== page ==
What the hell is up with atheism?
To terrify children with the image of hell, to consider women an inferior creation—is that good for the world? — Christopher Hitchens
Over the last decade, the "new atheism" movement has been gaining an incredible amount of traction. Thanks to best-selling books by Sam Harris, Christopher Hitchens, Richard Dawkins and Ayaan Hirsi Ali (sometimes known as the four horsemen of the non-apocalypse), the idea that religion is not only unessential but actually a harmful institution in need of abolishment has become a loud voice at the 21st-century American dinner table. Like confessing to homosexuality, identifying yourself as a "non-believer" would have been cause for scorn, isolation and harassment fifty years ago. But today "none of the above" is the fastest-growing religious status in the U.S., just ahead of Mormonism and Islam. Over the past seven years, the number of Americans who identify as "none of the above" has gone from 1 to 5 percent.
"A lot of people say that atheists are the new gays," says Thea Deley, comedian and star of the one-woman show Jesus Loves You (But Hates Me), which she performs two nights in November at First Baptist Church of Denver, at the invitation of Brian Henderson. "Because this is such a Christian nation, there's so much discrimination against atheists.... So many people don't see anything wrong with religion; they hear you grew up in church and assume you must be a good person, but it's a really insidious form of abuse. I want to stand up and say this has to change, so other kids don't have to experience this."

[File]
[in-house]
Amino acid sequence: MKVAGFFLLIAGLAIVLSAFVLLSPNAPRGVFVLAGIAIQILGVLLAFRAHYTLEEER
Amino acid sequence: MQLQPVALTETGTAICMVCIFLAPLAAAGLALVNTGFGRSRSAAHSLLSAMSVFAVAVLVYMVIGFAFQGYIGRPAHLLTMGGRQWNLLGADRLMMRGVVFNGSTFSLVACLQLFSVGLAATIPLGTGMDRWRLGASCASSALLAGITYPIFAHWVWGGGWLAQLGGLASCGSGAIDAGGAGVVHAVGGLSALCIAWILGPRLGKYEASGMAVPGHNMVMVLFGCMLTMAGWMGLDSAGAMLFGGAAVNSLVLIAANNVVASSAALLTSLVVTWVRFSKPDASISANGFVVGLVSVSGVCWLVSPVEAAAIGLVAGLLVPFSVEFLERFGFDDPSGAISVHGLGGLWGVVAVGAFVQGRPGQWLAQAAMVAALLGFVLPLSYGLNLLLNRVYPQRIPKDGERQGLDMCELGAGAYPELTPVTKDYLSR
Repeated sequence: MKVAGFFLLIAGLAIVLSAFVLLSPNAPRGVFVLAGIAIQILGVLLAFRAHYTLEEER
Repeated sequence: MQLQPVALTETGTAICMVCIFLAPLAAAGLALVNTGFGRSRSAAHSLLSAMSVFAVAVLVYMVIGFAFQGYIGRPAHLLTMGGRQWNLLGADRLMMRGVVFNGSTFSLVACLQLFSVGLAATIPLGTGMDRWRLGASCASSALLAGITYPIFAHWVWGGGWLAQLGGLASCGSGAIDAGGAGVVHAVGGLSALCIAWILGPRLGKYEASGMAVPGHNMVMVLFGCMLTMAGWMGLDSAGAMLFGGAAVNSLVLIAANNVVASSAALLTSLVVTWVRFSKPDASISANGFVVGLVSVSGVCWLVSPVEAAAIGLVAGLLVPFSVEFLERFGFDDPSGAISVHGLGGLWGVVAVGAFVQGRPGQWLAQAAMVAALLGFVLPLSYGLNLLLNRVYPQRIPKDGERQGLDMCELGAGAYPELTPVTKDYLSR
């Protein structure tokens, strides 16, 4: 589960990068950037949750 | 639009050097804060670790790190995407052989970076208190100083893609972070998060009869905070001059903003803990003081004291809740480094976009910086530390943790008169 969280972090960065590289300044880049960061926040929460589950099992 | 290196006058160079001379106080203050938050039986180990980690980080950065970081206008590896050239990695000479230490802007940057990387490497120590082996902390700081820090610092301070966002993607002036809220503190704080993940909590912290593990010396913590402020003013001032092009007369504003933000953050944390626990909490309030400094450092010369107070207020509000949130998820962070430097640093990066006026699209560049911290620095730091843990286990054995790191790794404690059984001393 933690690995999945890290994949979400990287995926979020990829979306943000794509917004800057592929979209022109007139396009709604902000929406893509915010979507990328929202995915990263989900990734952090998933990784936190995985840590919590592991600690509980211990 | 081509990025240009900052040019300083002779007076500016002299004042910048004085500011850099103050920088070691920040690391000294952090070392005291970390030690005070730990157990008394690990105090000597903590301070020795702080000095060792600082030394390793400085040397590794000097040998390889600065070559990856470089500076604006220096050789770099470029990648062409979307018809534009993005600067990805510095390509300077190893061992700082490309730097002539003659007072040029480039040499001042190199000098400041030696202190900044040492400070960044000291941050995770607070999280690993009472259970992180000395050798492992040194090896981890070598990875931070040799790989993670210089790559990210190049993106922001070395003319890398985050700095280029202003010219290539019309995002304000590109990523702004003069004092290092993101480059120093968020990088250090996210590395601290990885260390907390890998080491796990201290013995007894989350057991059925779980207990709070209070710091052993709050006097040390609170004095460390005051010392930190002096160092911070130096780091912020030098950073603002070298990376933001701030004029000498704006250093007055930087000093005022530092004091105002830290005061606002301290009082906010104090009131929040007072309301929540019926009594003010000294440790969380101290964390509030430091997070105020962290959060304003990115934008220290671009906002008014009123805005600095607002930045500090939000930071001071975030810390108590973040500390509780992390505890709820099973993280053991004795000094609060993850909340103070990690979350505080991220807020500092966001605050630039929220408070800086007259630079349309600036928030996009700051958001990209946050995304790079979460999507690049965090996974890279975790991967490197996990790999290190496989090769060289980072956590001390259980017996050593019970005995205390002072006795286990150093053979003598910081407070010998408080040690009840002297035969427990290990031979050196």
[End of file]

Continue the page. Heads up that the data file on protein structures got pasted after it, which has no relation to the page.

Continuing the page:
In the show, Deley digs into her past and takes a humorous look at the abuse she suffered at the hands of the Christian church. Covering subjects like abstinence-only education, female submission, child molestation and psychological mind games, she presents a world of unending stress and self-loathing that she and countless others endured throughout their developing years.
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At one point, Deley recalls the moment when she came across a particularly ominous story in II Kings, in which a group of children heckle the prophet Elijah about his baldness and God responds by ordering a team of bears to tear the children to pieces. This, along with the number of sermons she'd endured describing the torments of hell, began to inform young Deley's every thought and action, she remembers. Particularly one evening, when she discovered that in the course of that day, she'd broken nine of the Ten Commandments.
"If God sent two bears to punish those children just for making fun of Elijah, what would he do to me for breaking nine of the Ten Commandments?" she wonders from the stage, performing as her ten-year-old self. "That night, like so many nights of my childhood, I cried myself to sleep, begging God to forgive me so I wouldn't have to go to hell."